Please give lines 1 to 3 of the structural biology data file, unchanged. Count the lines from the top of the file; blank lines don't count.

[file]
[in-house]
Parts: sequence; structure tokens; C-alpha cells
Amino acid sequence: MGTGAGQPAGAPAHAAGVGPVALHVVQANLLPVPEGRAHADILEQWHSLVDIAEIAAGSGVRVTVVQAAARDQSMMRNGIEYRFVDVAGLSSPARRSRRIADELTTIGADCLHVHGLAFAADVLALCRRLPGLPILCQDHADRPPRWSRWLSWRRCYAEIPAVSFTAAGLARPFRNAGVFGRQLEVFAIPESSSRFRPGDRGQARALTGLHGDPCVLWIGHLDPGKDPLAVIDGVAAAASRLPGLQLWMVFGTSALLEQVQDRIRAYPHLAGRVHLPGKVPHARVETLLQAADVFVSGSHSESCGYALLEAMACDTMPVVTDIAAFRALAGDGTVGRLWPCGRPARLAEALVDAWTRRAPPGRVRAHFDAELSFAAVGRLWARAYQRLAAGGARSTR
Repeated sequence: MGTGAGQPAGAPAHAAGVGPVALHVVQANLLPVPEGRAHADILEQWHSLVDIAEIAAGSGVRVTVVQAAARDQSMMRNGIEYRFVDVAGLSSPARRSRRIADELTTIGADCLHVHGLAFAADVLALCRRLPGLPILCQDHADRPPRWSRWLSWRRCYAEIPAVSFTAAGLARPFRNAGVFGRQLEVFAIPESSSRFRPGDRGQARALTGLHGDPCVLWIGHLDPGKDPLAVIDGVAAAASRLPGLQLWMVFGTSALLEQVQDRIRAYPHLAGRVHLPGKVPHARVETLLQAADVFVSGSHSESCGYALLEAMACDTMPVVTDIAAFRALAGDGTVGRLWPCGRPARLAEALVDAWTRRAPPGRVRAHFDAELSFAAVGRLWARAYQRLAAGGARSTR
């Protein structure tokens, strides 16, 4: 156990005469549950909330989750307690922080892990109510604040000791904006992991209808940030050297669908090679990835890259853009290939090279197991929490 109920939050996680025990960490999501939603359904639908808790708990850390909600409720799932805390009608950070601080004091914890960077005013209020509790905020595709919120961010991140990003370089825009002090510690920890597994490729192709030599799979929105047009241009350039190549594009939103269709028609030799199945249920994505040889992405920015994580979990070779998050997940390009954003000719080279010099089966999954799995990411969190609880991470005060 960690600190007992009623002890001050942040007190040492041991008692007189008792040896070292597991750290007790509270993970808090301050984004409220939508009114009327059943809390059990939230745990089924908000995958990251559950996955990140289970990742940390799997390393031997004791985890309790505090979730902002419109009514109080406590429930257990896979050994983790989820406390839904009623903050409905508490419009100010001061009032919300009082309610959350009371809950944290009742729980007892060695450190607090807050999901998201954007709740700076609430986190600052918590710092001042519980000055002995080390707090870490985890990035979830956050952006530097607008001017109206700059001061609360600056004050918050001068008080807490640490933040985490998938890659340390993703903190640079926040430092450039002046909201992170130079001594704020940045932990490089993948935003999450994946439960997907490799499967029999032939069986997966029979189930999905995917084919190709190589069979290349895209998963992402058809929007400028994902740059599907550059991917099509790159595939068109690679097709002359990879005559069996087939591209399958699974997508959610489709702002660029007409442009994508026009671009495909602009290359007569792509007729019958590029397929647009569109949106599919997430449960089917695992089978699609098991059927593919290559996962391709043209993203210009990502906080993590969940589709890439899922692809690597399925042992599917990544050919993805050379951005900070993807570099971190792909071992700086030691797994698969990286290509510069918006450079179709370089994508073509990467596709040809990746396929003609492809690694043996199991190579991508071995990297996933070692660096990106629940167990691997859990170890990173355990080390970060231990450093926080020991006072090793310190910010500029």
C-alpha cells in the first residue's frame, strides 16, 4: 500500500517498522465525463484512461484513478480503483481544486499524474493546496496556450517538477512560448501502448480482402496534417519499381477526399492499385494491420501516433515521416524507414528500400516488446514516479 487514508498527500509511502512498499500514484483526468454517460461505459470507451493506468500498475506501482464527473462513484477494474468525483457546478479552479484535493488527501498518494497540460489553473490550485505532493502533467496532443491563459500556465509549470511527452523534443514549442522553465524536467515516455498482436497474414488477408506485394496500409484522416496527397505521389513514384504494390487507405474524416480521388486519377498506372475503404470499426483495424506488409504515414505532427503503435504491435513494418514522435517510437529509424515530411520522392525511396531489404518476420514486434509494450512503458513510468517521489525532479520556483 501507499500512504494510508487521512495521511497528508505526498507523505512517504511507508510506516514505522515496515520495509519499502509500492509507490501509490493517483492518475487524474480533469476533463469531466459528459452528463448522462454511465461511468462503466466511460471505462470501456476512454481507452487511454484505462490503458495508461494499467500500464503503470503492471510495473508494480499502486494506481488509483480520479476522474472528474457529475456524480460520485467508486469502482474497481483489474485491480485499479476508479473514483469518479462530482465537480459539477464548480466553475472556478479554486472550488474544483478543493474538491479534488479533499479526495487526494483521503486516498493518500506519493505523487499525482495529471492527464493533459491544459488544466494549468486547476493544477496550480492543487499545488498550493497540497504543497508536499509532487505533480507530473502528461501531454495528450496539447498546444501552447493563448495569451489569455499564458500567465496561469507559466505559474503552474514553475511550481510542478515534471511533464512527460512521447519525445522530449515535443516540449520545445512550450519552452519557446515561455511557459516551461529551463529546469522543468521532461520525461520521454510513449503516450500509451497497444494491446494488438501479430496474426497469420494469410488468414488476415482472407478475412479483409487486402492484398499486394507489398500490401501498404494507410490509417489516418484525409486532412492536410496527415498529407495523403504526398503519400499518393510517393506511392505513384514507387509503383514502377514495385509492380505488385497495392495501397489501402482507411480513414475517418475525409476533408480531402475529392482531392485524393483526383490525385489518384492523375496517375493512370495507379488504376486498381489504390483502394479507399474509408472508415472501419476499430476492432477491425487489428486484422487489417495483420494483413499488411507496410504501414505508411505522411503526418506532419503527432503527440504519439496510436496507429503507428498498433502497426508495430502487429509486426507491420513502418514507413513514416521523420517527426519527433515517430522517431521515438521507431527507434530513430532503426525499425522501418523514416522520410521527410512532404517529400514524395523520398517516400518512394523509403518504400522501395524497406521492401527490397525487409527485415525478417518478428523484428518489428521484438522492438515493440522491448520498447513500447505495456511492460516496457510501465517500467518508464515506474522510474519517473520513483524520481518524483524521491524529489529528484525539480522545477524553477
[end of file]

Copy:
[in-house]
Parts: sequence; structure tokens; C-alpha cells
Amino acid sequence: MGTGAGQPAGAPAHAAGVGPVALHVVQANLLPVPEGRAHADILEQWHSLVDIAEIAAGSGVRVTVVQAAARDQSMMRNGIEYRFVDVAGLSSPARRSRRIADELTTIGADCLHVHGLAFAADVLALCRRLPGLPILCQDHADRPPRWSRWLSWRRCYAEIPAVSFTAAGLARPFRNAGVFGRQLEVFAIPESSSRFRPGDRGQARALTGLHGDPCVLWIGHLDPGKDPLAVIDGVAAAASRLPGLQLWMVFGTSALLEQVQDRIRAYPHLAGRVHLPGKVPHARVETLLQAADVFVSGSHSESCGYALLEAMACDTMPVVTDIAAFRALAGDGTVGRLWPCGRPARLAEALVDAWTRRAPPGRVRAHFDAELSFAAVGRLWARAYQRLAAGGARSTR